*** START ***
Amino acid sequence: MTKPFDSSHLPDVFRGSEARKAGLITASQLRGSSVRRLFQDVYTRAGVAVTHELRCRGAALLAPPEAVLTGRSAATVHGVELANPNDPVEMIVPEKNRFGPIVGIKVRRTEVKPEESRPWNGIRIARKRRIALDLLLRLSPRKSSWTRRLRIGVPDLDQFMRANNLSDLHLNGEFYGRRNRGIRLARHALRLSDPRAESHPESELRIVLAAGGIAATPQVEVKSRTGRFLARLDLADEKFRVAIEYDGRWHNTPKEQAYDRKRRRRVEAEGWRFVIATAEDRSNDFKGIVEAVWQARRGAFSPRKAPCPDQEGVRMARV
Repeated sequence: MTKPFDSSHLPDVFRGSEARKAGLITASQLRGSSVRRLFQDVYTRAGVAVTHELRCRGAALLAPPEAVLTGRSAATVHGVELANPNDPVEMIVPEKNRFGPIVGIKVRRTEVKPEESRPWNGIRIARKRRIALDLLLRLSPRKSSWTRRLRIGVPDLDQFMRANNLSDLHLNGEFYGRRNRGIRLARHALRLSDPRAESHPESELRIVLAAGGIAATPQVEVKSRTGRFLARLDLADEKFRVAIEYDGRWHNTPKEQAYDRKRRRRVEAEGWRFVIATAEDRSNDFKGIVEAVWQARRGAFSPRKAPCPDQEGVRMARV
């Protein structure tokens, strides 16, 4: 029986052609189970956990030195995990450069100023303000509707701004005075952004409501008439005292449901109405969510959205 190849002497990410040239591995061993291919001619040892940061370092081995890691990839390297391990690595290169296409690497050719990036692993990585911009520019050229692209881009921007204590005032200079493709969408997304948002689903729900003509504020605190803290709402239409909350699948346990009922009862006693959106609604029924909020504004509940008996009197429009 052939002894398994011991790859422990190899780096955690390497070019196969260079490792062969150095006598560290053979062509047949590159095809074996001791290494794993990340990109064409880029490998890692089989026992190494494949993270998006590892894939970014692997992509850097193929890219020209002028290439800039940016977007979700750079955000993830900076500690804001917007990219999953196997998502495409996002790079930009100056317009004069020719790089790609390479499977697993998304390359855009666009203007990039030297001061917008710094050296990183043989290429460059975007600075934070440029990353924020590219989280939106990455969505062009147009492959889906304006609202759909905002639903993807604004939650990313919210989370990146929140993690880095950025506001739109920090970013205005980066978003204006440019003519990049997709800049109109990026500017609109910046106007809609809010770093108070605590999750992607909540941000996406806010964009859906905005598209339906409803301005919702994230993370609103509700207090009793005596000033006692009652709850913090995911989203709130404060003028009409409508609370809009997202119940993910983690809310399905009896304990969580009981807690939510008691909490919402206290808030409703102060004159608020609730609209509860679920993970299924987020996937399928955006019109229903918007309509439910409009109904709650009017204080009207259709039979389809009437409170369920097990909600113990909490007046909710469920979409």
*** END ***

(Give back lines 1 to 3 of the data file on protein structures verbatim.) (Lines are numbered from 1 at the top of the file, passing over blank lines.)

Amino acid sequence: MTKPFDSSHLPDVFRGSEARKAGLITASQLRGSSVRRLFQDVYTRAGVAVTHELRCRGAALLAPPEAVLTGRSAATVHGVELANPNDPVEMIVPEKNRFGPIVGIKVRRTEVKPEESRPWNGIRIARKRRIALDLLLRLSPRKSSWTRRLRIGVPDLDQFMRANNLSDLHLNGEFYGRRNRGIRLARHALRLSDPRAESHPESELRIVLAAGGIAATPQVEVKSRTGRFLARLDLADEKFRVAIEYDGRWHNTPKEQAYDRKRRRRVEAEGWRFVIATAEDRSNDFKGIVEAVWQARRGAFSPRKAPCPDQEGVRMARV
Repeated sequence: MTKPFDSSHLPDVFRGSEARKAGLITASQLRGSSVRRLFQDVYTRAGVAVTHELRCRGAALLAPPEAVLTGRSAATVHGVELANPNDPVEMIVPEKNRFGPIVGIKVRRTEVKPEESRPWNGIRIARKRRIALDLLLRLSPRKSSWTRRLRIGVPDLDQFMRANNLSDLHLNGEFYGRRNRGIRLARHALRLSDPRAESHPESELRIVLAAGGIAATPQVEVKSRTGRFLARLDLADEKFRVAIEYDGRWHNTPKEQAYDRKRRRRVEAEGWRFVIATAEDRSNDFKGIVEAVWQARRGAFSPRKAPCPDQEGVRMARV
């Protein structure tokens, strides 16, 4: 029986052609189970956990030195995990450069100023303000509707701004005075952004409501008439005292449901109405969510959205 190849002497990410040239591995061993291919001619040892940061370092081995890691990839390297391990690595290169296409690497050719990036692993990585911009520019050229692209881009921007204590005032200079493709969408997304948002689903729900003509504020605190803290709402239409909350699948346990009922009862006693959106609604029924909020504004509940008996009197429009 052939002894398994011991790859422990190899780096955690390497070019196969260079490792062969150095006598560290053979062509047949590159095809074996001791290494794993990340990109064409880029490998890692089989026992190494494949993270998006590892894939970014692997992509850097193929890219020209002028290439800039940016977007979700750079955000993830900076500690804001917007990219999953196997998502495409996002790079930009100056317009004069020719790089790609390479499977697993998304390359855009666009203007990039030297001061917008710094050296990183043989290429460059975007600075934070440029990353924020590219989280939106990455969505062009147009492959889906304006609202759909905002639903993807604004939650990313919210989370990146929140993690880095950025506001739109920090970013205005980066978003204006440019003519990049997709800049109109990026500017609109910046106007809609809010770093108070605590999750992607909540941000996406806010964009859906905005598209339906409803301005919702994230993370609103509700207090009793005596000033006692009652709850913090995911989203709130404060003028009409409508609370809009997202119940993910983690809310399905009896304990969580009981807690939510008691909490919402206290808030409703102060004159608020609730609209509860679920993970299924987020996937399928955006019109229903918007309509439910409009109904709650009017204080009207259709039979389809009437409170369920097990909600113990909490007046909710469920979409």